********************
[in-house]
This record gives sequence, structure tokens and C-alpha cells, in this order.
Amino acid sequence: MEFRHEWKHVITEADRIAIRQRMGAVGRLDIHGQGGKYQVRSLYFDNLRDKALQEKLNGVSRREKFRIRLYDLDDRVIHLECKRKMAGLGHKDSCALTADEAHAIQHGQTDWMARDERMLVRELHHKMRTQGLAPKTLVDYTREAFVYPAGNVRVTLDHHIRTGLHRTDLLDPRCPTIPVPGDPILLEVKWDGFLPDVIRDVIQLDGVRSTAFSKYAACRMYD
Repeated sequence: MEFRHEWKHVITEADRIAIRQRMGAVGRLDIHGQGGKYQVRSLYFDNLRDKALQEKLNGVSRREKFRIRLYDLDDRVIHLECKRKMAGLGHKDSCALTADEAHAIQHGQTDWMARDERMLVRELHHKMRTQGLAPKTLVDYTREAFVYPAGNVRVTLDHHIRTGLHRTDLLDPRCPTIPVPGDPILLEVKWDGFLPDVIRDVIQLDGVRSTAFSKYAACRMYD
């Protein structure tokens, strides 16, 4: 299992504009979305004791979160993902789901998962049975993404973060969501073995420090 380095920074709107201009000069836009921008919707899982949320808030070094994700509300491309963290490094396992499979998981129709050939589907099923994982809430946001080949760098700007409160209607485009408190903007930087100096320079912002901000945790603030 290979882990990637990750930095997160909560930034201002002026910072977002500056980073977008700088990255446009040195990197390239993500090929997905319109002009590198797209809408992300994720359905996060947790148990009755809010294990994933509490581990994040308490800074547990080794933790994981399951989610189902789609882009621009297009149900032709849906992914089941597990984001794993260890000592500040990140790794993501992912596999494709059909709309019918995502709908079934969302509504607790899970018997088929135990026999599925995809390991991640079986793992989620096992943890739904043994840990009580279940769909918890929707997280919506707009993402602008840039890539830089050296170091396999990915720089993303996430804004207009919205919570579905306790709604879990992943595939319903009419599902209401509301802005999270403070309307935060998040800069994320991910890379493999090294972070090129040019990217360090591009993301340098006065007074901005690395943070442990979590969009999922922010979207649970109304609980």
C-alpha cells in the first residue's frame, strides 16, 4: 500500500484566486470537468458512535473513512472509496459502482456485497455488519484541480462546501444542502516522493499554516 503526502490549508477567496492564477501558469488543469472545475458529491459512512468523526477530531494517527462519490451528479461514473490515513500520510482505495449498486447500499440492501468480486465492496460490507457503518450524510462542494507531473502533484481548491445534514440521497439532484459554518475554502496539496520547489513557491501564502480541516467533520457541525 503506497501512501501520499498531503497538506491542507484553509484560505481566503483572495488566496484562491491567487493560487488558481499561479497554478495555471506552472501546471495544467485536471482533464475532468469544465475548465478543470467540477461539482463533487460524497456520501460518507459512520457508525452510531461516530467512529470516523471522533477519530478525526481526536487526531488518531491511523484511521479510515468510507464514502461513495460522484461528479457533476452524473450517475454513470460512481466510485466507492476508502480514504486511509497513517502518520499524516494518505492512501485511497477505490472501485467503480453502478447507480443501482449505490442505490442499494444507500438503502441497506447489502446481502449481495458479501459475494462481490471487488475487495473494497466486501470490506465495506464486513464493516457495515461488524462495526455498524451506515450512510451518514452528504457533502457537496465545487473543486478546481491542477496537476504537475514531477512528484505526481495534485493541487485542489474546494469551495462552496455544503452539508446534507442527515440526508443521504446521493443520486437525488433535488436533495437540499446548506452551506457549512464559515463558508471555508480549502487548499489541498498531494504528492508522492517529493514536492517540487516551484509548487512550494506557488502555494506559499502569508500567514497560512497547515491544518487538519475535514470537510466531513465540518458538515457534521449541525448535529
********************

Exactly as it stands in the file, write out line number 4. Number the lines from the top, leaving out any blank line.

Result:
Repeated sequence: MEFRHEWKHVITEADRIAIRQRMGAVGRLDIHGQGGKYQVRSLYFDNLRDKALQEKLNGVSRREKFRIRLYDLDDRVIHLECKRKMAGLGHKDSCALTADEAHAIQHGQTDWMARDERMLVRELHHKMRTQGLAPKTLVDYTREAFVYPAGNVRVTLDHHIRTGLHRTDLLDPRCPTIPVPGDPILLEVKWDGFLPDVIRDVIQLDGVRSTAFSKYAACRMYD